There is widespread support in Taiwan for increased economic and political ties with the U.S. While many are wary of stronger political ties with mainland China, about half would favor stronger economic relations.
Republicans are more negative than Democrats toward China, though unfavorable ratings have climbed among both parties.
Political divides on both sides of the Atlantic continue to shape attitudes about relations with other nations, perceptions about defense spending and Americans’ and Germans’ views of each other.
NATO is generally seen in a positive light across countries in the alliance, but many express reservations about fulfilling Article 5’s collective defense obligations.
More countries still name the U.S. as the foremost economic power than say the same of China. And, even in nations that welcome China’s economic growth, few feel similarly about its growing military might.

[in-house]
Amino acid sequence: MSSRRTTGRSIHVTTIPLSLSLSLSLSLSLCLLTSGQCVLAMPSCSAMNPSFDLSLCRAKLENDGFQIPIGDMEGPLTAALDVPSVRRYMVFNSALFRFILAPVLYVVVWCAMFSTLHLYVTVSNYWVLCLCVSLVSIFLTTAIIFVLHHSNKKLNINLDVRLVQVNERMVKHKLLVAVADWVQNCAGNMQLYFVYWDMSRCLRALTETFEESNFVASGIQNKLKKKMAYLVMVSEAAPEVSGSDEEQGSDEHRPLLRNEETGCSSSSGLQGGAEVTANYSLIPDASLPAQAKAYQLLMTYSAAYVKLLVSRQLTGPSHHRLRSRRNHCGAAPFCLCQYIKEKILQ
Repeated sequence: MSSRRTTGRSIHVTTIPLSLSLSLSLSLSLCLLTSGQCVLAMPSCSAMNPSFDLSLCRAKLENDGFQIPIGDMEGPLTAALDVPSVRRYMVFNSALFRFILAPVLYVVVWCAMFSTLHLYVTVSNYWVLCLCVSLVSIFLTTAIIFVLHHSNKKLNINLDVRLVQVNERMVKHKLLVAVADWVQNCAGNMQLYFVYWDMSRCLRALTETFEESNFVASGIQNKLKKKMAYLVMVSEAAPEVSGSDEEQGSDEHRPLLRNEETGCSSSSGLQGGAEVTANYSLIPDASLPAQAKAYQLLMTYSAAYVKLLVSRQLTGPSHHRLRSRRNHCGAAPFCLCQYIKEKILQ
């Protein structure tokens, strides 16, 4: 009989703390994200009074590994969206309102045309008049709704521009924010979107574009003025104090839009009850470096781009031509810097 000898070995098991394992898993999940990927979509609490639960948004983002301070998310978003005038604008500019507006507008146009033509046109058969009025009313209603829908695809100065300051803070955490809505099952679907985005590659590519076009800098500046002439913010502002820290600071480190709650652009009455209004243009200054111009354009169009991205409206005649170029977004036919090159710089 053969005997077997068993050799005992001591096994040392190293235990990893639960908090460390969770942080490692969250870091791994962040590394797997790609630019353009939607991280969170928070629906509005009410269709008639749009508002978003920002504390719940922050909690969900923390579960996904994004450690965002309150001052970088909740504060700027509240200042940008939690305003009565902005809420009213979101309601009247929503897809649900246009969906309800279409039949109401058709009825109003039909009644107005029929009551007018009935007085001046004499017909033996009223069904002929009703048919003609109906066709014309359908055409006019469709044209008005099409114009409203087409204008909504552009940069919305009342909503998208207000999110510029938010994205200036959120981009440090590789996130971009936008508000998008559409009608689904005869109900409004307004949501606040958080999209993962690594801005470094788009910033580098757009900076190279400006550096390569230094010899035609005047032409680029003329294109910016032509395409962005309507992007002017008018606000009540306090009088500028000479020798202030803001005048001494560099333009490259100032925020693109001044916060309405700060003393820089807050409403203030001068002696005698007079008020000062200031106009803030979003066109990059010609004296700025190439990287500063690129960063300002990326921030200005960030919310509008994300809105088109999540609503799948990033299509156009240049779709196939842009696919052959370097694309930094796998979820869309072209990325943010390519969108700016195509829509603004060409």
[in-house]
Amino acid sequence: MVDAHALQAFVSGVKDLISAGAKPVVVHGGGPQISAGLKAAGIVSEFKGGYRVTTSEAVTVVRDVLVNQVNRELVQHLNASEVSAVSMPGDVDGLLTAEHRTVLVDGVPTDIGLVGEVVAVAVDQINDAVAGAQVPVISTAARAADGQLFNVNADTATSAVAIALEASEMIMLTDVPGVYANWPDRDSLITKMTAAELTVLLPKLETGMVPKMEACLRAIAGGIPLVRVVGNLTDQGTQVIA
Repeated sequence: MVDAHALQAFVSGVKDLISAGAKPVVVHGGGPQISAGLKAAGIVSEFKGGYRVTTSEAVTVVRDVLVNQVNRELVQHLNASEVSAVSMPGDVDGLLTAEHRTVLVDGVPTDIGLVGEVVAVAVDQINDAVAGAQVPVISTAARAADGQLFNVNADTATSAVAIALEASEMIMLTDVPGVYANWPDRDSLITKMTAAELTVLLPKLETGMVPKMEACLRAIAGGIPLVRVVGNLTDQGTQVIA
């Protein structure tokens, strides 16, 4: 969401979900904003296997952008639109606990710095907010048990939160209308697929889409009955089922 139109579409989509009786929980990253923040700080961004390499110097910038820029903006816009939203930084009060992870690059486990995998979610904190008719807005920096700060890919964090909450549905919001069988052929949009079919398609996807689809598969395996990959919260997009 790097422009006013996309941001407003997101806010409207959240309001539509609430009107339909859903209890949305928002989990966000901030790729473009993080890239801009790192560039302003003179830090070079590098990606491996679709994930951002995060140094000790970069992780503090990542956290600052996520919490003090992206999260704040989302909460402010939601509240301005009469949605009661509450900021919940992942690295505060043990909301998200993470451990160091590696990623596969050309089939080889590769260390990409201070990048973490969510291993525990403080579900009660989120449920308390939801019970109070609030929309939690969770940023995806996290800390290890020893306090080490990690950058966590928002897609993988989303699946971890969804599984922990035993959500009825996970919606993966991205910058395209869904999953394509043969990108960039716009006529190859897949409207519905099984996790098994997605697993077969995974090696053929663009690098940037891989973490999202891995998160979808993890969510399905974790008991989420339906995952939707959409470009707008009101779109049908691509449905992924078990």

Americans and Germans continue to have notably different perspectives on the relationship between their countries.
Unfavorable opinion of China in the U.S. is at its highest level in 14 years of polling. Americans also increasingly see China as a threat, and more than half see friction in the current bilateral economic relationship.
Americans and Germans have vastly different opinions of their relationship, but they tend to agree on issues such as cooperation with other European allies and support for NATO.
At a time of rising tensions between their countries, people in the United States and Germany express increasingly divergent views about the status of their decades-long partnership.
Most Americans expressed an unfavorable opinion of Putin earlier this year, but Russians have a relatively positive view of Trump. Globally, there is low confidence in Putin and Trump on international affairs.